10 Plagues

Leave a comment

February 26, 2014 by Chris French

Today we’re reading thru the 10 Plagues in Exodus 6.28-Exodus 11. Read it for yourself, but allow me to put the events in a timeline for you.

The Nile River turns to blood, but Pharaoh isn’t really impressed because his magicians can turn water to blood too. The Nile stays that way for an entire week! The Egyptians are having to dig beside the Nile to get fresh water. Pharaoh refuses to let Israel go so God sends frogs. Pharaoh still isn’t impressed because his magicians again duplicate the plague so he refuses to let Israel go. Next God brings in gnats and the Egyptian magicians are stumped. They tell Pharaoh God must be the cause of this. He still refuses to let Israel go so God brings in flies. This is the first plague Israel herself isn’t effected by. After the flies Pharaoh gives permission for Israel to worship in Egypt, but won’t let them go into the wilderness.

God is ready for Israel to leave Egypt though so a short reprieve isn’t good enough so He kills all the Egyptian livestock, again Israel is exempt from this plague. Pharaoh still refuses to release Israel so God send boils. Apparently the Egyptian magicians are still there trying to duplicate God’s miracles, but they get boils so badly they must leave. Pharaoh is still being stubborn so God Mosessends hail, I’m thinking they’re the size of baseballs. Again there isn’t hail in Goshen where the Israelites live. Pharaoh asks for a reprieve and Moses pleads with God to stop the hail. Moses promises a plague of locusts if Pharaoh continues to hold onto Israel. Pharaoh says that he’ll now let Israel go into the wilderness to worship, but only the men can go. The women, children and livestock have to stay in Egypt. Enter plague of locusts. Again Israel is exempt. Pharaoh asks for a reprieve and Moses pleads with God to take the locust away, but Pharaoh again goes back on his word and refuses to allow Israel to leave so God makes it dark in Egypt for 3 days. It’s so dark apparently no one gets out of bed! Again Israel is exempt, Goshen looks like a Spring day. Pharaoh agrees to let everyone go, except the livestock. Moses says that’s not good enough and Pharaoh threatens to kill him the next time he sees Moses. Before he leaves Moses warns Pharaoh that if he won’t let Israel go that God will kill every first born in all the land of Egypt, including the first born among the livestock.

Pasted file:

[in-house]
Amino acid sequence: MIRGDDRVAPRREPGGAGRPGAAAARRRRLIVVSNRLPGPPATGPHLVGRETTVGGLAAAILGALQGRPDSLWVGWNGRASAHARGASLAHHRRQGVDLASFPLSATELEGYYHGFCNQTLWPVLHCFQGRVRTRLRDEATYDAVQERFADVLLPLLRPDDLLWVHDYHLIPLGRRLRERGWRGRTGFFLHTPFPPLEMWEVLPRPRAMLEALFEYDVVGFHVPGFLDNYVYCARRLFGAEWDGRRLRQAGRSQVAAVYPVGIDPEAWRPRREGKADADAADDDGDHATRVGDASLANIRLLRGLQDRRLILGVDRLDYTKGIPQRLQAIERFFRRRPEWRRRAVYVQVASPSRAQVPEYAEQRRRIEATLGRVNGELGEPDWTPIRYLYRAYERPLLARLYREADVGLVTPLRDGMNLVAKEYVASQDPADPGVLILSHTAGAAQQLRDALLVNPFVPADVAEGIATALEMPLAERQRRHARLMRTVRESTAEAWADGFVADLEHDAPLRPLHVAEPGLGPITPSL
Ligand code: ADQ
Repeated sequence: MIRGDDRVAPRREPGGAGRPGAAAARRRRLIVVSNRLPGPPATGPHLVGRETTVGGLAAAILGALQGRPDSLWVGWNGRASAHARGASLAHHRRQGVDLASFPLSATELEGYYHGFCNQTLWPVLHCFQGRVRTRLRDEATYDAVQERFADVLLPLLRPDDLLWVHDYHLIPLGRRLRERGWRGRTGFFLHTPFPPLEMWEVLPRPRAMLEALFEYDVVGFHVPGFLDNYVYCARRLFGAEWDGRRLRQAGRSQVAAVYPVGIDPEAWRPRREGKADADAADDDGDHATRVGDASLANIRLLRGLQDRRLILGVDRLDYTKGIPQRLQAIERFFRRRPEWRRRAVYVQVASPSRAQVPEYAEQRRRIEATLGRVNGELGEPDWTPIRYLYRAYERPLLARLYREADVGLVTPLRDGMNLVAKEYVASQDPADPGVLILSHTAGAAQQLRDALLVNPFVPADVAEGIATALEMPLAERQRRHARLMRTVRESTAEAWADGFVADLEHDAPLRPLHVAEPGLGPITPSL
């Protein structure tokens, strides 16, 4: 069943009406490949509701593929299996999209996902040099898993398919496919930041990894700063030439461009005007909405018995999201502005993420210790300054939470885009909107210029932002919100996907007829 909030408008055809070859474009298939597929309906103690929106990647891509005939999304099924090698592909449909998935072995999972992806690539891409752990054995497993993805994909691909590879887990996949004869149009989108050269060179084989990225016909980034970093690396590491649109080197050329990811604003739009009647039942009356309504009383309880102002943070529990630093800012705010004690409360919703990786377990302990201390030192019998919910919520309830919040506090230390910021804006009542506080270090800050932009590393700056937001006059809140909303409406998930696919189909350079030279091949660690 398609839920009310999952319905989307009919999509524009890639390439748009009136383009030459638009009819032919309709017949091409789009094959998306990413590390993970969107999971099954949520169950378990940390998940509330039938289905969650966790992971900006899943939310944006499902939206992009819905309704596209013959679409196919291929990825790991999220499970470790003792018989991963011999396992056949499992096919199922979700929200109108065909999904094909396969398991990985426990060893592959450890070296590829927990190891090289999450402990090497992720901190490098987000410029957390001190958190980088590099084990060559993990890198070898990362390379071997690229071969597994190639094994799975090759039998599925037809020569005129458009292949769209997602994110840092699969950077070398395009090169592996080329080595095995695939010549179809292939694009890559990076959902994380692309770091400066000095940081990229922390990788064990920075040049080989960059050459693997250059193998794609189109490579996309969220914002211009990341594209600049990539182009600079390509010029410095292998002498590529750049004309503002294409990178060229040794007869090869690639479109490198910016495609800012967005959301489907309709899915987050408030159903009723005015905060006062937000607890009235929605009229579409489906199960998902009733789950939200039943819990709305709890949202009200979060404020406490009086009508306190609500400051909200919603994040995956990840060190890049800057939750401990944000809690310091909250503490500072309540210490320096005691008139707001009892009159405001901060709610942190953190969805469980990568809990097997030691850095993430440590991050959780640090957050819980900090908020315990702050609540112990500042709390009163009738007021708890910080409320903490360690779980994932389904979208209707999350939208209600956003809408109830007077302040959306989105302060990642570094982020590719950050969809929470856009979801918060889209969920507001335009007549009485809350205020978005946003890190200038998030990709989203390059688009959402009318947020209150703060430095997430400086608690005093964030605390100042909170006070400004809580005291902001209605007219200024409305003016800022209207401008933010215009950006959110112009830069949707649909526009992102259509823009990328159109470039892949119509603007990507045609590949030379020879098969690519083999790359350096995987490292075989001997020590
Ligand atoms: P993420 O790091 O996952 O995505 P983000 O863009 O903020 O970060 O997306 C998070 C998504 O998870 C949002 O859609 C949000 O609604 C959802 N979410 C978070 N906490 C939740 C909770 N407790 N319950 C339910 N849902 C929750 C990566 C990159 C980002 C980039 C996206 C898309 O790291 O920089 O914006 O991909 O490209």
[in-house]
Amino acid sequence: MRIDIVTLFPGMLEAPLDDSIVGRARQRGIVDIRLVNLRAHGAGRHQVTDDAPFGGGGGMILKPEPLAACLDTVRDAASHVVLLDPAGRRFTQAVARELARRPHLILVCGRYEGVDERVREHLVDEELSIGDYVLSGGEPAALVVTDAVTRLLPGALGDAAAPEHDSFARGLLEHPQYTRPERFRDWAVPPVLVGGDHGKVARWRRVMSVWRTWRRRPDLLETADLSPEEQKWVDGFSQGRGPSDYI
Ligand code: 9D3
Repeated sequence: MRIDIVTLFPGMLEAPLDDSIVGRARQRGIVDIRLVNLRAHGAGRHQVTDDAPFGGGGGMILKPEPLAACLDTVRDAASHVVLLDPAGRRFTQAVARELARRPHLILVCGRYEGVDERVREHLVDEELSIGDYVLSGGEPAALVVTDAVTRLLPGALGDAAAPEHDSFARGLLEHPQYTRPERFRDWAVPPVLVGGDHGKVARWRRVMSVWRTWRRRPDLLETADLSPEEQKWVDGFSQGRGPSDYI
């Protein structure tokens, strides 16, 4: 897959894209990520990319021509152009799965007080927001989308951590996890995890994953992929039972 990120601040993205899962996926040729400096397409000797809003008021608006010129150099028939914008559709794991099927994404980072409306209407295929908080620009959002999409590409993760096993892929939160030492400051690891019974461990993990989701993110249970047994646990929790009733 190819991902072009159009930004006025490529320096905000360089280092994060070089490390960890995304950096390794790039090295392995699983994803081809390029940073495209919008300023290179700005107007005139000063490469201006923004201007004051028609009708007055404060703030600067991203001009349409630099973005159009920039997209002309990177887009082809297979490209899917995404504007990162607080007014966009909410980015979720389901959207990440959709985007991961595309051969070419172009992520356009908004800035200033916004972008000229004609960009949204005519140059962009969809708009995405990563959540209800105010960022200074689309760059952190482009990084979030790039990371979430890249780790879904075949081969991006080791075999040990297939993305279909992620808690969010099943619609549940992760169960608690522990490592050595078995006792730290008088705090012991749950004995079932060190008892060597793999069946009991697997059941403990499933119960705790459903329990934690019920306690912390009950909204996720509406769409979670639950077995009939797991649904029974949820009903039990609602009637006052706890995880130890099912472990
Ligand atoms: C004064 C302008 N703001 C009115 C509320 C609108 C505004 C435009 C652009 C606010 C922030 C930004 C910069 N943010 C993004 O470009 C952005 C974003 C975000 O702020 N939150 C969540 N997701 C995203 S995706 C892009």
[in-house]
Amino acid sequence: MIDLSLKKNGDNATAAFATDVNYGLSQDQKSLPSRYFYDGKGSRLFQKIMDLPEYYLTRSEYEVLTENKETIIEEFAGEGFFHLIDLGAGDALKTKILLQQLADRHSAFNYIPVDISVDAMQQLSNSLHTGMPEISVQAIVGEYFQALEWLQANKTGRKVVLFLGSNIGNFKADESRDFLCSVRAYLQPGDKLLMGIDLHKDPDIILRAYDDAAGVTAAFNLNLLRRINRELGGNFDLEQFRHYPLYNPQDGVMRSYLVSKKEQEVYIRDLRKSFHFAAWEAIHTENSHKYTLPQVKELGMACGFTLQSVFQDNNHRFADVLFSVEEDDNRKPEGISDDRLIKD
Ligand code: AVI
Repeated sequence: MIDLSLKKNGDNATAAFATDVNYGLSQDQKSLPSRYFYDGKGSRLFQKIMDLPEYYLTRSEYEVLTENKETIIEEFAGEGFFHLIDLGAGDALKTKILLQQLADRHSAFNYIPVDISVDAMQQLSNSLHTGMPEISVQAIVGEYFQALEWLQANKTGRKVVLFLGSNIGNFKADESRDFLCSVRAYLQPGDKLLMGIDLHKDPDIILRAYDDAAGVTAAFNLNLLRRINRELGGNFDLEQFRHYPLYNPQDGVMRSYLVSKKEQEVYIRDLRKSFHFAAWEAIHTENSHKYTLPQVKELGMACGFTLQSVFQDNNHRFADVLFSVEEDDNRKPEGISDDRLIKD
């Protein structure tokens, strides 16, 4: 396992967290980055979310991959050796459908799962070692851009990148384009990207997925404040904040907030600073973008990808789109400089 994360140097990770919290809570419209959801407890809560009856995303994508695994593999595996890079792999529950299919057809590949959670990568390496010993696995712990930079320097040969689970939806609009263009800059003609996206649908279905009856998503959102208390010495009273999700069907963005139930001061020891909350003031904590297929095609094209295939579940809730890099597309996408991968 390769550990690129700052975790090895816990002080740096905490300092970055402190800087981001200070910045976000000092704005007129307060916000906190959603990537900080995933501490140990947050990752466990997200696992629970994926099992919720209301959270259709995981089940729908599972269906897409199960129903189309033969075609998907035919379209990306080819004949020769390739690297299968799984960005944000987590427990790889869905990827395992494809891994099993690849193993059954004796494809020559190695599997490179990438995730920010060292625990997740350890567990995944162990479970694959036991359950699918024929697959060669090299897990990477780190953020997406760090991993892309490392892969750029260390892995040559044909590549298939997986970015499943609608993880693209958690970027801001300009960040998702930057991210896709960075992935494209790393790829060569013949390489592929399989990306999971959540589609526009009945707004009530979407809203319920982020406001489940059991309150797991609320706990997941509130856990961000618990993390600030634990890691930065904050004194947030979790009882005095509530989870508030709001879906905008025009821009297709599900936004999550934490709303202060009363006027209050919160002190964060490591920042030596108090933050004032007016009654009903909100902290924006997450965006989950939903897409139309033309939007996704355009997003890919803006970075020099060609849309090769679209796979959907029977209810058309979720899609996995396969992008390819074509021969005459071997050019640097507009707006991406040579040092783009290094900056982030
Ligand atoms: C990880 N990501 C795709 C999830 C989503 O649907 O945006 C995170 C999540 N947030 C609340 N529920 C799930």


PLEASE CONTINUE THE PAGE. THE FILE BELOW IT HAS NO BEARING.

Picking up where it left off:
What can we learn from this?

1. You don’t get to make deals with God. As you read thru this story all of Pharaoh’s compromises seem perfectly reasonable. He doesn’t want to lose his slaves, especially since now Egypt is ruined. He wasn’t listening apparently. God wanted him to let Israel go, no strings attached. God wants us to be holy, so when we compromise and say that we’ll be holy tomorrow or if He’ll get us out of the situation we’re in I’m betting we look a little bit like Pharaoh to Him. Christianity isn’t a religion of compromise. You’re either sold out to Him or you’re friends with the world. It’s time to get off the fence. You can’t be both. If you try to live in both worlds James says you’ve already picked the world (James 4.4).

2. God has always wanted everyone to be His. That’s why Israel went into Egypt in the first place! The people who lived in Canaan during Abraham’s day were evil, but there were still some that cared what God thought so He sent Israel into Egyptian slavery for 400 years until the Canaanites were only evil (Gen. 15.12-21). This blessed the Canaanites with more time to come to Him if they wanted and also put Israel in a position to loot Egypt as they left. God also has a purpose in the 1o Plagues. If you read closely the purpose of the plagues was to make a polytheistic people believe that the God of the Jews was the only true God (Exodus 7.4-5). God has used a number of extravagant things in an attempt to bring people to Himself. Have your own attempts been as excessive or would you consider them normal?

Advertisements

Leave a Reply

Fill in your details below or click an icon to log in:

WordPress.com Logo

You are commenting using your WordPress.com account. Log Out / Change )

Twitter picture

You are commenting using your Twitter account. Log Out / Change )

Facebook photo

You are commenting using your Facebook account. Log Out / Change )

Google+ photo

You are commenting using your Google+ account. Log Out / Change )

Connecting to %s

Get an e-mail for each new post

My Flickr

image

More Photos

I Review Books For

%d bloggers like this: